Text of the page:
- By Louise de Vilmorin

Madame de

  • Title: Madame de
  • Author: Louise de Vilmorin
  • ISBN: 9781908968333
  • Page: 498
  • Format: Paperback
  • Madame de Tells the story of Madame de s earrings This is a story of jewellery of love of denial of society that aims to have the simplicity of a fairy tale and the elegance of an eighteenth century roman a

    Tells the story of Madame de s earrings This is a story of jewellery, of love, of denial, of society that aims to have the simplicity of a fairy tale and the elegance of an eighteenth century roman a clef.

    1 thought on “Madame de

    1. “Whenever love touches history, events of the past belong to the present.” The first line of this tale made me want to give up. What a ridiculous and empty sentiment. Perhaps something is lost in translation.I bought the Criterion blu ray for Ophuls’ The Earrings of Madame de…, and this, the original novella, came with it. Though brief (in essence a short story) and not as fleshed out as the film version, the written version employs interesting devices that make it unique. Vilmarin's wri [...]

    2. I read this in more or less one sitting, facsinated by the turn of events regarding the earings of Madame de. What starts out as a small act of fibbery by Madame de becomes a pool into which she slowly and painful decsends. A pogniant tale, beautifully told, exquistly written that carries a simple message for us all.

    3. Reminiscent of La Ronde and one or two other French novellas, telling of the travels of a pair of heart-shaped earrings sold, regained and resold among the upper reaches of French 1880s society. A beautiful soufflé.

    4. The Earrings of Madame de…, based on the novel by Louise de Vilmorin, directed by Max OphülsA different version of this note and thoughts on other books are available at:- youtube/playlist?list and realini/This is a very good romantic comedy.And you can find it on The New York Times’ Best 1,000 Movies ever Made List:- listchallenges/new-yore director, Max Ophüls was one of the most acclaimed filmmakers…- Lola Montes, La Ronde, Le Plaisir and The Earrings of Madame de…are among the most [...]

    5. The French novelette from 1951 lacks the depth and captivating style of the 5-star movie (The Earrings of Madame de) that came two years later. But it's an okay read."Madame de was a very elegant, distinguished and celebrated woman. Seemingly destined to a delightful, uncomplicated existence. Probably nothing would have happened had it not been for those jewels" (the prologue to the film)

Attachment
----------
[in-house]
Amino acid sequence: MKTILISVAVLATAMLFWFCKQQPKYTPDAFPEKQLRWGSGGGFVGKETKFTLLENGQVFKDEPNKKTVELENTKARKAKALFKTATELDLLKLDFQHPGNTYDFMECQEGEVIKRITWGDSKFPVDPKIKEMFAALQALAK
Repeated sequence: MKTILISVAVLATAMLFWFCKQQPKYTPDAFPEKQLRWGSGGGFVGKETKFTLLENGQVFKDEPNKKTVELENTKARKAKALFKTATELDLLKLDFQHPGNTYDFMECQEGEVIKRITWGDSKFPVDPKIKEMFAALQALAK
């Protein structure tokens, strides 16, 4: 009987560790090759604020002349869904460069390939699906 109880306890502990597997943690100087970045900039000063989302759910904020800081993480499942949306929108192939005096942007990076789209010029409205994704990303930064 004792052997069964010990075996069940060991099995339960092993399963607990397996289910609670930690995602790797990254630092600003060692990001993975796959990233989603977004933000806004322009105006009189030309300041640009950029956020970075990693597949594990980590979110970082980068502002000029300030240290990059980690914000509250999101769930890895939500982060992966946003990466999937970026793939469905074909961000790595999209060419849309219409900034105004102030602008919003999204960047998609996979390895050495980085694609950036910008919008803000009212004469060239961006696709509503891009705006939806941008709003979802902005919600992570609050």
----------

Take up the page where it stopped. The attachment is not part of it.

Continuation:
6. I am extraordinarily grateful that Louise de Vilmorin chose to write this story. That gratitude, however, is not related to anything contained within her words, but in the fact that Max Ophüls later used the almost depth-less prose to craft one of the greatest films in cinematic history. Madame de (in its original written iteration) has some interesting ideas contained in its pages. The way in which events revolve around the axis of the earrings creates a fiction that seems almost carnival-esqu [...]

    7. Madame De piques the interest immediately with its strange title. Although it was first published in 1951, the omission of the proper noun and its replacement with a blank space alerts readers to a device used to hint at a real-life subject (i.e. a roman à clef) while at the same time suggesting a universal type. Madame De _____ could actually be someone the reader knows (or knows of) but she could also be ‘a typical woman’. Either way, it is hard to escape the conclusion that the author de [...]

    8. While looking through my shelves for suitable books for Women in Translation month, I found Louise de Vilmorin’s novella Madame de___. It’s a perfect one-sitting read, short enough to squeeze into a spare hour or two. Despite being published in 1951, Madame de ___reads like a classic 19th-century French novel, albeit in miniature. It is a beautifully constructed story: elegant, artful and poignant all at once.Madame de___ is a woman of some distinction. She and her husband, an astute and wea [...]

    9. This short novel, or long short story, I read when I was a teenager and studying French literature. I found the Livre de Poche edition in the school library, and devoured it. I didn't think about it again until reminded of Louise de Vilmorin in a review of her novel Les Belles Amours on Vulpes Libris. Then I remembered what a little gem of French manners was Madame de . Not brave enough to seek out the Livre de Poche this time, I've gone for an elegant English translation by one of Louise de Vil [...]

    10. Read this translation as part of the bonus booklet in the Criterion DVD release of the Max Ophuls film version. Loved the book, loved the movie. Read my review here.

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